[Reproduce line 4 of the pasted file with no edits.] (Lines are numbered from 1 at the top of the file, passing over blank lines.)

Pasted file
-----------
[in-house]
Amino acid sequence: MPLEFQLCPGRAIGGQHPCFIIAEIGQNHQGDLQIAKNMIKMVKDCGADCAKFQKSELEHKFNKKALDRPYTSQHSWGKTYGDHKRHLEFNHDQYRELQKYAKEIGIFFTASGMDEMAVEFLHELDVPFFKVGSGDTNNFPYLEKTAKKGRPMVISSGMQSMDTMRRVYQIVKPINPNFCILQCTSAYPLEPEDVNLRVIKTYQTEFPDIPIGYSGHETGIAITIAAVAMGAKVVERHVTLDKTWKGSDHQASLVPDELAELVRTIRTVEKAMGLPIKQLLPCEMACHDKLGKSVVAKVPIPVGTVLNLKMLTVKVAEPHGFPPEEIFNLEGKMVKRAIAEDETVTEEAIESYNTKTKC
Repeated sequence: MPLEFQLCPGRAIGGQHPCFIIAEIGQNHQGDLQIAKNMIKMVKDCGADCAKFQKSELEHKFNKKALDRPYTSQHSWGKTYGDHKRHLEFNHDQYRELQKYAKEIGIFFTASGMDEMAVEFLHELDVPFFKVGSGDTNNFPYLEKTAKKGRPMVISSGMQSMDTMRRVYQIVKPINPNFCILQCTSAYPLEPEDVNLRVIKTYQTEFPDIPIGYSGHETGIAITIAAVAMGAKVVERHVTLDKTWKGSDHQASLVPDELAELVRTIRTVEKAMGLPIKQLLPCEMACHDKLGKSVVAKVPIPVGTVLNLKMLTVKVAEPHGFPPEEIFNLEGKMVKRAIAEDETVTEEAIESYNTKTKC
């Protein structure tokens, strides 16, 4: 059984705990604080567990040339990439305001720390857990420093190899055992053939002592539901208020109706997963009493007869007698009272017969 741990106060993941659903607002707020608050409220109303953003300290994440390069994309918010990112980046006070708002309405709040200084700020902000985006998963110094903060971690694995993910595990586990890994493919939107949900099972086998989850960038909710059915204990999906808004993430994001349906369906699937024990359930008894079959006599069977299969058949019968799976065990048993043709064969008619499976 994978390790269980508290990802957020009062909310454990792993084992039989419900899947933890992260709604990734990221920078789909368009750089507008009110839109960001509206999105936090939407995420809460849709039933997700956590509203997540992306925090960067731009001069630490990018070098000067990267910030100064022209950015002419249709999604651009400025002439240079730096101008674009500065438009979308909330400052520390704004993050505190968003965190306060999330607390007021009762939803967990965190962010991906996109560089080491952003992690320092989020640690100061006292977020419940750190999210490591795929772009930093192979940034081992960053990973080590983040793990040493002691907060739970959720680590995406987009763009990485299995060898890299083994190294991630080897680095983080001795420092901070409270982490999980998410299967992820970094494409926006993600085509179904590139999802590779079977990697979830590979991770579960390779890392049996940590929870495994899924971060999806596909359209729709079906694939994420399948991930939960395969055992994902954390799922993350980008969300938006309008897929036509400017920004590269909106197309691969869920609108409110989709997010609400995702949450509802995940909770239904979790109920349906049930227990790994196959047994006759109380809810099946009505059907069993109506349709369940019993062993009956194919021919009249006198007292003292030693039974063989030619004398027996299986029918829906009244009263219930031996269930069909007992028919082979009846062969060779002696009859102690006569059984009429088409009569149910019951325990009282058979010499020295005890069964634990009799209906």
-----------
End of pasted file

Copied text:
């Protein structure tokens, strides 16, 4: 059984705990604080567990040339990439305001720390857990420093190899055992053939002592539901208020109706997963009493007869007698009272017969 741990106060993941659903607002707020608050409220109303953003300290994440390069994309918010990112980046006070708002309405709040200084700020902000985006998963110094903060971690694995993910595990586990890994493919939107949900099972086998989850960038909710059915204990999906808004993430994001349906369906699937024990359930008894079959006599069977299969058949019968799976065990048993043709064969008619499976 994978390790269980508290990802957020009062909310454990792993084992039989419900899947933890992260709604990734990221920078789909368009750089507008009110839109960001509206999105936090939407995420809460849709039933997700956590509203997540992306925090960067731009001069630490990018070098000067990267910030100064022209950015002419249709999604651009400025002439240079730096101008674009500065438009979308909330400052520390704004993050505190968003965190306060999330607390007021009762939803967990965190962010991906996109560089080491952003992690320092989020640690100061006292977020419940750190999210490591795929772009930093192979940034081992960053990973080590983040793990040493002691907060739970959720680590995406987009763009990485299995060898890299083994190294991630080897680095983080001795420092901070409270982490999980998410299967992820970094494409926006993600085509179904590139999802590779079977990697979830590979991770579960390779890392049996940590929870495994899924971060999806596909359209729709079906694939994420399948991930939960395969055992994902954390799922993350980008969300938006309008897929036509400017920004590269909106197309691969869920609108409110989709997010609400995702949450509802995940909770239904979790109920349906049930227990790994196959047994006759109380809810099946009505059907069993109506349709369940019993062993009956194919021919009249006198007292003292030693039974063989030619004398027996299986029918829906009244009263219930031996269930069909007992028919082979009846062969060779002696009859102690006569059984009429088409009569149910019951325990009282058979010499020295005890069964634990009799209906």